It’s easy to find people with ideas about writing a syllabus, using technology, special needs students, work assignments, grading rubrics, and classroom management. But little of this will tell you what to actually do in the classroom. Mind you, this page won’t either. Nobody can tell you exactly what to do, because there is an art to teaching that involves improvisation. But there is some advice I can offer. Take it with a grain of salt, but hopefully you’ll find at least some of this useful.
There is a study by Ambady and Rosenthal (1993) in which students were shown 10-second clips of professors. The students were then asked to evaluate the effectiveness of the professors. The ratings given by these students were nearly identical to those given by students who had been taught by the same professor for an entire semester. The same results happened when the videos were silent and cut down to just 2 seconds!
I know that no effective professors sit at a desk reading from an open textbook in front of them. No matter the pedagogical theories and classroom prep, students value professors who appear lively. Students pick up on qualities like enthusiasm, likability, warmth, confidence, competence, and a supportive demeanor.
The Presentation of Self
Part of teaching is acting. Like it or not, in the classroom you are a performer. But unlike most performers, you have a captive audience. Use that to your advantage, but don’t take it for granted. Perhaps the most important thing is not to be boring. Of course that is easier said than done. And how you “entertain” is entirely up to you. Don’t assume a somber class atmosphere is somehow more “professional.” Healthy laughter in a class is always a good sign.
Students are paying good money to learn from you. The least you can do is treat their commitment in time and effort with respect. A teacher can be entertaining and not particularly good...but it’s almost impossible for a dull teacher to be effective. Most important, have fun. A fun and intellectual learning environment can be contagious. If you enjoy teaching, students will reply in kind.
Your job, in part, is to entertain your students. Not for the purpose of entertainment, but with the goal of learning. A sleeping student certainly isn’t learning. And blaming students for not learning despite your innate brilliance is a cop-out. If nothing else, keep your students awake. A sleeping student isn’t good for you, the appearance of your classroom, or the student. If students can’t stay awake, they shouldn’t be in the classroom (Professor Wynn has an alternative view in Classroom Management). And when a student really needs to sleep — and sleep deprivation is common among our students — the classroom isn’t the place for quality Z’s.
Students can describe professors in a few words. And they will describe you. But it is up to you how you wish to be described. There are a few basic categories by which most professors are described. There are different personalities you can present as a professor. Pick one or a combination that most comes naturally to you. If nothing comes naturally, do your best and have fun. Part of the job is improvising and making things up as you go!
No online module can tell you what role you should try to play as a professor. It’s dependent on you and your personality. But whatever your personality, keep in mind that during class, you are onstage, like it or not, with a captive audience. Make the most of that and enjoy it.
Firm but Fair
I've been called “firm but fair.” The phrase strikes me as a bit of corny cliché, but if that’s how students judge me, I’m fine with that. Perhaps it goes back to my favorite teachers in high school and college. They came off as tough and unforgiving at the beginning and gradually opened up. I try to do the same. One can always get softer over the course of a semester, but it is very difficult to get harder. On the first day of class, I even wear a tie (something I rarely do) and try to come off like a hard-ass. I do not want or need to become friends with my students. (Mind you, one of the most satisfying aspects of teaching is the students with whom I became and remain good friends!)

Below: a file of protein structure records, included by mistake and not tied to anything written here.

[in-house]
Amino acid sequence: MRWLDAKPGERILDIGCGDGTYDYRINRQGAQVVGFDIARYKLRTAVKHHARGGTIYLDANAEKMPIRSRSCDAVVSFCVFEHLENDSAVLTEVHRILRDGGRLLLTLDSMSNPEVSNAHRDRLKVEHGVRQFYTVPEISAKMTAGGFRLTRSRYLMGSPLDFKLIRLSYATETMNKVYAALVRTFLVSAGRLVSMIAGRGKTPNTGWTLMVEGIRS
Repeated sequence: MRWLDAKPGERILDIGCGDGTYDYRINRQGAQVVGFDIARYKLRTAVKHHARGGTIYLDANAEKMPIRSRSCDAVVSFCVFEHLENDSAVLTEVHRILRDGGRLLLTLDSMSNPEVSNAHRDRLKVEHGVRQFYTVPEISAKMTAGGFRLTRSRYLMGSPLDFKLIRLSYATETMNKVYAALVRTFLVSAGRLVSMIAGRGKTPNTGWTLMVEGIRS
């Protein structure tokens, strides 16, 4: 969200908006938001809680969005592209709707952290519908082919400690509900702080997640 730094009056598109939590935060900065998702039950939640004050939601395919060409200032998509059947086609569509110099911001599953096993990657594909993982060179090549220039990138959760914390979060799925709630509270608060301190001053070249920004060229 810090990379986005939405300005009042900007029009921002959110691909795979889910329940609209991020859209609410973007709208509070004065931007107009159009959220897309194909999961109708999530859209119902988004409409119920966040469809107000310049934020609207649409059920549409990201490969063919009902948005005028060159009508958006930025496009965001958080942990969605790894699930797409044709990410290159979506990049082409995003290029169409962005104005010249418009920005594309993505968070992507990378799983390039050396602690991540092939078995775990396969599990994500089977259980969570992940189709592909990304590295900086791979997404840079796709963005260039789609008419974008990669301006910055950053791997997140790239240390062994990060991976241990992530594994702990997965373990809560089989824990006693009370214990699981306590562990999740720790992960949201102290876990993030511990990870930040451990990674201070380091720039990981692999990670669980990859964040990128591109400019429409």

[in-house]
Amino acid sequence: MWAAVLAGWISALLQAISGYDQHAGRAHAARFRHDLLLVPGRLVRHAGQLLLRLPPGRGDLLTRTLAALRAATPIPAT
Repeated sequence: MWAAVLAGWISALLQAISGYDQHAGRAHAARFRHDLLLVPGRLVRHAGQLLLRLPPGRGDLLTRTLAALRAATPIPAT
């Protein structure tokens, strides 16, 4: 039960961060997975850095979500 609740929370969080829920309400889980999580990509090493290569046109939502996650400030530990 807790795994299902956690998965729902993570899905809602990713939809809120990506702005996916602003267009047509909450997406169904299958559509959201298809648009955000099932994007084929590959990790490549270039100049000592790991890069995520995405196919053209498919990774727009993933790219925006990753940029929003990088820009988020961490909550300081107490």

I purposely do not take a hand-holding approach to most students. Is this mean? Perhaps. But students will always try to push teachers to see what they can get away with (I don’t hold that against them. It’s human nature. It can also be fun.) I like to nip such attempts in the bud. Short of family deaths, I rarely accept excuses for late papers. Nor do I allow for “excused” absences (except for jury duty and military training). We all have excuses, sometimes very good ones. But students still need to be in class. Besides, what if a student has a very good reason to miss half the classes? My attitude is that if students can’t make it to class, they shouldn’t be enrolled. Have there been some legitimate excuses I’ve been unsympathetic to? Probably. But much more often, I simply prevent student procrastination and enforce good study habits. If you make your policies clear, students will rarely complain.
Usually the most loved teachers come off as empathetic, friendly, and supportive, particularly if the teacher is a woman. But if that doesn’t come naturally, don’t fake it. There’s a fine line between caring about your students and getting involved in tragic stories of family woe you can do little to change. And though it may mean you’re a better human being, helping won’t necessarily make you a better teacher. (Besides, we are not paid to be social workers.) If you want to help your students with non-classroom issues, who am I to tell you not to? But be aware that you could be in for far more than you expected. Also, you might legally be required to break your confidence. The law now requires you to report instances of domestic violence.
It can be difficult for an empathetic person to draw a line about appropriate and inappropriate themes and discussions. You can and should refer students to the college services that are available. And keep in mind that some students will never ask for help, even when they should. If you notice a sudden drop in performance or attendance, sometimes the smallest gesture can have a huge effect.